SPONSORED:

Democrats will push to retake vote on funding government after chaos on the floor

Democrats will seek a revote on a measure to reopen the government after a Thursday vote devolved into an argument on the House floor.

Chaos broke out after Republicans blasted Democrats for passing a stopgap spending measure to reopen the government through voice vote. The vote will be postponed after Republicans called foul on their request for a roll call vote not being granted.

ADVERTISEMENT

The Democratic bill, which would fund the government through Feb. 28, was expected to be approved but will be dead on arrival in the Senate.

Democrats will request to vacate the vote and take it up again next week, according to a Democratic leadership aide.

Democrats have been attempting to pressure GOP lawmakers into breaking with President TrumpDonald TrumpFacebook temporarily bans ads for weapons accessories following Capitol riots Sasse, in fiery op-ed, says QAnon is destroying GOP Section 230 worked after the insurrection, but not before: How to regulate social media MORE's request for wall funding in any government spending bill by bringing a series of clean continuing resolutions to the floor.

On Thursday, House Democrats were expected to pass a continuing resolution, but Republicans pushed back on the method of vote.

Republicans argued they had called for a roll call vote on the measure, with Rep. Brett GuthrieSteven (Brett) Brett GuthrieHouse Republicans who didn't sign onto the Texas lawsuit Hillicon Valley: Zuckerberg and Dorsey return for another hearing | House passes 5G funding bill | Twitter introduces 'fleets' House approves legislation providing 0 million to boost US 5G efforts MORE (R-Ky.) having made the request, which was ignored or not heard by Rep. G.K. ButterfieldGeorge (G.K.) Kenneth ButterfieldBickering Democrats return with divisions Congress must protect kidney disease patients during the COVID-19 pandemic The time for HELP is now: Senate should pass bill to expedite recovery following natural disasters MORE (D-N.C.), who was presiding over the floor during the vote. Sources on the floor said the request was made too late.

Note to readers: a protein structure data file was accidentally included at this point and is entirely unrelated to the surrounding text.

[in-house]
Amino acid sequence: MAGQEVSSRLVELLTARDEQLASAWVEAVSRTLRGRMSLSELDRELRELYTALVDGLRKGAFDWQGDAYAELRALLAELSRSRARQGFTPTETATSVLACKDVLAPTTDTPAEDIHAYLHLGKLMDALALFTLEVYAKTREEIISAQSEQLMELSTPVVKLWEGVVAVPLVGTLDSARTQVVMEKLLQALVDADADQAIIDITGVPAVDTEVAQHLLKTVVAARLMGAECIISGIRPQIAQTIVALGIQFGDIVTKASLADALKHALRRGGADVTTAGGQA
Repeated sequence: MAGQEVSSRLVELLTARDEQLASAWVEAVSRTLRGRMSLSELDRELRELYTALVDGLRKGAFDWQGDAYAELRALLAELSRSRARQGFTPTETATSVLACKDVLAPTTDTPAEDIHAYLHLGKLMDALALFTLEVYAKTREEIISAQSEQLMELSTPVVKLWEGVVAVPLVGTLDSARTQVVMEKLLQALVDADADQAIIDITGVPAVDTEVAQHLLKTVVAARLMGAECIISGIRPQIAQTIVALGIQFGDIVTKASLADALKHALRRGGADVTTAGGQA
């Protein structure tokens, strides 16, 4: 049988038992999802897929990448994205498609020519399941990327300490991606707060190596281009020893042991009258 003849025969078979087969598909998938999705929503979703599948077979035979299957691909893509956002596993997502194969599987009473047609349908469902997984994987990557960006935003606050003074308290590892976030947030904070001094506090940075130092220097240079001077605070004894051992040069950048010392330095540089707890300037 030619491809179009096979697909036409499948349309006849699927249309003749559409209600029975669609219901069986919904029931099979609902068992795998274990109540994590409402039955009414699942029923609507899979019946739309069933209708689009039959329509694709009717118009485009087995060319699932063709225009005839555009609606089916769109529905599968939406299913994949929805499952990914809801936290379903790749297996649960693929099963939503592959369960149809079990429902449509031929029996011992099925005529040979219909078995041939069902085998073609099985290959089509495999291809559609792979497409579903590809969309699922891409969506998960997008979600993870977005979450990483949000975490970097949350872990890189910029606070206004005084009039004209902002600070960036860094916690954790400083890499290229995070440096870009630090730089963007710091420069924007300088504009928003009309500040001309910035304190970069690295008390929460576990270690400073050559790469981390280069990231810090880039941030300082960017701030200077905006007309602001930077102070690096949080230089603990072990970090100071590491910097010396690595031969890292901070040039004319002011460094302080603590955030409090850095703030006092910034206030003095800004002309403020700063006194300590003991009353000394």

House Minority Whip Steve ScaliseStephen (Steve) Joseph ScaliseScalise labels Capitol rioting 'domestic terrorism' Tensions flare between House Republicans, Capitol Police over metal detectors Trump, House GOP relationship suddenly deteriorates MORE (R-La.) then called for a motion to vacate the vote and call members back to vote again on the measure.

House Majority Leader Steny HoyerSteny Hamilton HoyerBoebert communications director resigns amid Capitol riot: report GOP divided over Liz Cheney's future Pelosi mum on when House will send impeachment article to Senate MORE (D-Md.) said while he “feels badly” about the request not being heard — telling Scalise he will listen to the tape — members had already left to return to their districts and he “can’t subject his members to missing that vote.”

“We’ll come back into session today and Hoyer will ask for [unanimous consent] to vacate the vote. A quorum isn’t present, so it’ll be postponed and we’ll ask UC to postpone it to Wednesday,” a Democratic leadership aide told The Hill.

“This is their mistake and they need to own it. Rep. Butterfield waited for nearly 30 seconds — plenty of time for them to call for a vote. This is on them.”

Tensions between the two sides intensified with members yelling across the chamber, casting blame for the government shutdown.

“Go back to Puerto Rico,” one GOP member yelled at Rep. Tony CardenasAntonio (Tony) CardenasMORE (D-Calif.), apparently in reference to a Democrat's recent retreat on the island. Trump has also criticized Democrats for leaving Washington, D.C., while the government isn't funded. 

Rep. Jason SmithJason Thomas SmithREAD: The Republicans who voted to challenge election results House GOP raise concerns over Biden's top Cabinet nominees Jason Smith set to serve as top Republican on House Budget Committee MORE (R-Mo.), a member of GOP leadership, who was the one chastening Democrats for their trip to Puerto Rico, said he was not targeting a specific individual with his heated remark on the floor.

"Simply not true," Smith told The Hill. "Was speaking to all the Democrats who were down vacationing in Puerto Rico last weekend during the shutdown, not any individual member."

Trump’s call for $5.7 billion for border security, including a physical barrier along the U.S.-Mexico border, triggered the ongoing partial government shutdown that is nearing a month long. GOP leadership remains confident the party will remain unified in supporting the administration. 

The vote on the continuing resolution followed a separate vote on a GOP measure offered as an alternative. The House rejected in a 222-195 vote that measure, which would pay furloughed workers but keep the government closed.

Scott Wong contributed to this post which was updated at 3:35 p.m.